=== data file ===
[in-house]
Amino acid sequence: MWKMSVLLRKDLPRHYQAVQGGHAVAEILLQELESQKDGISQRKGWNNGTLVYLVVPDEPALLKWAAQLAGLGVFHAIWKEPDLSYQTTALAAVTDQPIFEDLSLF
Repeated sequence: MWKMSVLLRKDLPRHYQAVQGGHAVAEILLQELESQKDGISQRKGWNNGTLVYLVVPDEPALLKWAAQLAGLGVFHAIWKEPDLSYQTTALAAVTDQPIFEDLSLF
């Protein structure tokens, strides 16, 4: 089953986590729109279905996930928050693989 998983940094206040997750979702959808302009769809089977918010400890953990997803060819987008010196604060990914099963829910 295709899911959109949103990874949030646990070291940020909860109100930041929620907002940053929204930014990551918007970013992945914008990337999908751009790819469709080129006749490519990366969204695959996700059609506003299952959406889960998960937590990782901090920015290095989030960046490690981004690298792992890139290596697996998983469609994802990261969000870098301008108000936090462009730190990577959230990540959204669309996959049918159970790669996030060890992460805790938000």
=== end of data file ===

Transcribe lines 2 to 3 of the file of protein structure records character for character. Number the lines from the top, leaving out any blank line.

Amino acid sequence: MWKMSVLLRKDLPRHYQAVQGGHAVAEILLQELESQKDGISQRKGWNNGTLVYLVVPDEPALLKWAAQLAGLGVFHAIWKEPDLSYQTTALAAVTDQPIFEDLSLF
Repeated sequence: MWKMSVLLRKDLPRHYQAVQGGHAVAEILLQELESQKDGISQRKGWNNGTLVYLVVPDEPALLKWAAQLAGLGVFHAIWKEPDLSYQTTALAAVTDQPIFEDLSLF